SHANE Warne messaged me yesterday morning, seconds after I tweeted this observation about Vladimir Putin holding the world to ransom over nuclear weapons: “When did we get so pathetically spineless in the face of nasty little bullies?”
“Spot on mate!” agreed Warnie, which was an unsurprising response from a man who never shirked a confrontation on or off a cricket field.
Shane Warne, pictured with Piers Morgan, tragically died on FridayCredit: Instagram
Piers and Shane are seen enjoying a round of golf togetherCredit: Instagram
I’d been in regular touch with him during the past fortnight because I was in Australia, and we were planning a round of golf and dinner in his hometown Melbourne that sadly never happened due to unseasonably bad weather keeping me in Sydney.
Now I’ll never play golf or have dinner with my great mate again, nor enjoy any more of his forthright, hilarious, and often very candid stream of consciousness on WhatsApp (last week, we had a hysterically funny argument about the merits of yeast concentrates, with him insisting, “Vegemite doesn’t stick to your teeth like Marmite”) and that realisation makes me incredibly sad.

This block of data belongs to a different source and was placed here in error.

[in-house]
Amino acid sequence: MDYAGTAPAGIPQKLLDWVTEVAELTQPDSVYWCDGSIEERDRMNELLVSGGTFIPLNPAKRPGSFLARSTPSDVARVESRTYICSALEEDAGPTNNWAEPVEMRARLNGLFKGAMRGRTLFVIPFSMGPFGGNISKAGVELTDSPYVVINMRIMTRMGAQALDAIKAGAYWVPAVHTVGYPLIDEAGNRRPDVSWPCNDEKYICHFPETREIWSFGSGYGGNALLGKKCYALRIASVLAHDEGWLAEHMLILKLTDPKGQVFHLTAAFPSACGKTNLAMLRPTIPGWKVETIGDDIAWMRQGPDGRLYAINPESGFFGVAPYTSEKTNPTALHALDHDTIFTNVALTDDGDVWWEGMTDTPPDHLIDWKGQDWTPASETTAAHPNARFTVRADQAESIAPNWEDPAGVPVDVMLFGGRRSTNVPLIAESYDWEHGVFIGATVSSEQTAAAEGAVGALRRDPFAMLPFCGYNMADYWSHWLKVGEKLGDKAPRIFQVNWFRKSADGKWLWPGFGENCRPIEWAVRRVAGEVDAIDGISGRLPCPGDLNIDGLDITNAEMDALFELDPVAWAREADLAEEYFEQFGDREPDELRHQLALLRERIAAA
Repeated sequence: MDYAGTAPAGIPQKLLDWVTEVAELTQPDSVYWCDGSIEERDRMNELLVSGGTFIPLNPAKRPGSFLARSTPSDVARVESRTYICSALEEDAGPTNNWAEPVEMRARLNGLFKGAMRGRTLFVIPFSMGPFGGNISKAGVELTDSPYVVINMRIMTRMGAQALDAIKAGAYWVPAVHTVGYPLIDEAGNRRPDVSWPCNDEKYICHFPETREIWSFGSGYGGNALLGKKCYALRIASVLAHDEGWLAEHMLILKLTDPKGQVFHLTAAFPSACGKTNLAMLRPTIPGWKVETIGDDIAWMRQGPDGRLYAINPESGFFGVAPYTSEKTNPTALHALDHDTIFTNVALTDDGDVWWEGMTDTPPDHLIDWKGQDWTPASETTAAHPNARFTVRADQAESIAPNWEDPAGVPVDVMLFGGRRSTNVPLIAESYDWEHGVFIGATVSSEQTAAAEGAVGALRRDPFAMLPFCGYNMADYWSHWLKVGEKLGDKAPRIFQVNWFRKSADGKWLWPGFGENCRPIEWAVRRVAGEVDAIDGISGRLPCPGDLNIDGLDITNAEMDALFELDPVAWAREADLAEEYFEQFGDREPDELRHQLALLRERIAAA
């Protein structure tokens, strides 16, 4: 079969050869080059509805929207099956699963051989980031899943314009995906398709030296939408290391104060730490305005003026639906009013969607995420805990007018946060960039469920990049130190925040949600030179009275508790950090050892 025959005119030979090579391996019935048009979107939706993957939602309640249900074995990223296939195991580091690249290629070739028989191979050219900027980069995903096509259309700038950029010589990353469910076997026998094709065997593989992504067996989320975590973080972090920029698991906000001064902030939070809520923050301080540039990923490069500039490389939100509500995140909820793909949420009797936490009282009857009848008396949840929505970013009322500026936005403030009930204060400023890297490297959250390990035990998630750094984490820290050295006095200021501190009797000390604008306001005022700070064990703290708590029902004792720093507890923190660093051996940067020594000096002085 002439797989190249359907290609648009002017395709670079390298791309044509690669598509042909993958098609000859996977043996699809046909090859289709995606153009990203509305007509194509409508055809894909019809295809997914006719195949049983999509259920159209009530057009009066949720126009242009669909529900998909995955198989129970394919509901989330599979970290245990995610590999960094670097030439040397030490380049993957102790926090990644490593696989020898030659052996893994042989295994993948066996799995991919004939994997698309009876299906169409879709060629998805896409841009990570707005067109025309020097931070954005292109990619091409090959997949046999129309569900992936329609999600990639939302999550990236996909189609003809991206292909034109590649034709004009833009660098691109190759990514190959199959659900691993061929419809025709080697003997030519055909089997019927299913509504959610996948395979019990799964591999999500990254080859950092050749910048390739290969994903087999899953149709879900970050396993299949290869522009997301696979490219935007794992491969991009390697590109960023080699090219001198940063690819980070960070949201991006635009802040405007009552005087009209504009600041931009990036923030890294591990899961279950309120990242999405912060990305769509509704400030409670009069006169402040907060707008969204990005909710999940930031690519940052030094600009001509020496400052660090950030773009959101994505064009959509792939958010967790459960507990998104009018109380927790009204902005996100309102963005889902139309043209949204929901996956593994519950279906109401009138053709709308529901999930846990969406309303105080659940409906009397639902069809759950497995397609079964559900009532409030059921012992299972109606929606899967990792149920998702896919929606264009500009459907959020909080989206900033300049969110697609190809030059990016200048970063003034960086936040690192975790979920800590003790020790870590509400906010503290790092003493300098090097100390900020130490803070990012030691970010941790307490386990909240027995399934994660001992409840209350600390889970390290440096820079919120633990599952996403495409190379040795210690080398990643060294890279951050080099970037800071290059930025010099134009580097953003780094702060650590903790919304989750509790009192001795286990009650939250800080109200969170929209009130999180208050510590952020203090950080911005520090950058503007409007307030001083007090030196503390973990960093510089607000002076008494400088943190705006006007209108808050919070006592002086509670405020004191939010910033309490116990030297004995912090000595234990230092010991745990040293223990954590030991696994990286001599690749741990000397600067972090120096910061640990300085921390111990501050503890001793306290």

News of Shane’s death hit me like a sucker-punch, as it will have done so many people all over the world.
He was a complete one-off, a blond-haired blokey bundle of restless, mischievous, ferociously competitive, massive-hearted, cigar-chomping, pizza-loving, larrikin fun.
He was also a cricketing genius, in my view the greatest bowler that ever played the game thanks to his huge and ridiculously skilful spinning fingers causing the ball to do things that would utterly humiliate even the finest batsmen.
This unique talent, and his gigantic irrepressible personality, made him arguably the sport’s most charismatic figure, one of very few cricketers, like Sir Ian Botham and Freddie Flintoff, to become genuine household-name celebrities.
Piers and Shane together as the cricketing superstar played in Piers’ annual game against NewickCredit: Piers Morgan
That’s why there’s been such an enormous outpouring of shock, love and respect for him since the horrendous news broke of his horribly untimely death at just 52.
Shane loved the limelight, and the limelight loved him – even if it occasionally dragged him through the controversy mincer.
His prolific headline-grabbing love life, which included a lengthy romance with Elizabeth Hurley, didn’t win him any husband-of-the-year awards, but by his own admission, he found women irresistible, and they often felt the same about this rugged, twinkle-eyed, resolutely macho man.